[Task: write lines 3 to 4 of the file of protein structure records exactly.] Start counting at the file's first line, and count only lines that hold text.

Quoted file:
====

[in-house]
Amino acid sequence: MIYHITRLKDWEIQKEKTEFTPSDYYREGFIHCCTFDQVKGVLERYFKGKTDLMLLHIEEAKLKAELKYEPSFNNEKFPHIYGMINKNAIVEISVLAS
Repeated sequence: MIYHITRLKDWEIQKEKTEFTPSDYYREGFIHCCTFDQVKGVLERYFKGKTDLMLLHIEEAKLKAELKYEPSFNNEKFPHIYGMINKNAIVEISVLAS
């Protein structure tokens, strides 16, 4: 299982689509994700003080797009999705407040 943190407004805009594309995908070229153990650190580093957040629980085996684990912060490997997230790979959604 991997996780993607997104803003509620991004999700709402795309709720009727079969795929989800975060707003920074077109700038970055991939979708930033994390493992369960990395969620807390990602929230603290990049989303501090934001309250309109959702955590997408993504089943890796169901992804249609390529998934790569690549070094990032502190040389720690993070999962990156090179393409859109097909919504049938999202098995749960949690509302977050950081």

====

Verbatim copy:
Repeated sequence: MIYHITRLKDWEIQKEKTEFTPSDYYREGFIHCCTFDQVKGVLERYFKGKTDLMLLHIEEAKLKAELKYEPSFNNEKFPHIYGMINKNAIVEISVLAS
């Protein structure tokens, strides 16, 4: 299982689509994700003080797009999705407040 943190407004805009594309995908070229153990650190580093957040629980085996684990912060490997997230790979959604 991997996780993607997104803003509620991004999700709402795309709720009727079969795929989800975060707003920074077109700038970055991939979708930033994390493992369960990395969620807390990602929230603290990049989303501090934001309250309109959702955590997408993504089943890796169901992804249609390529998934790569690549070094990032502190040389720690993070999962990156090179393409859109097909919504049938999202098995749960949690509302977050950081």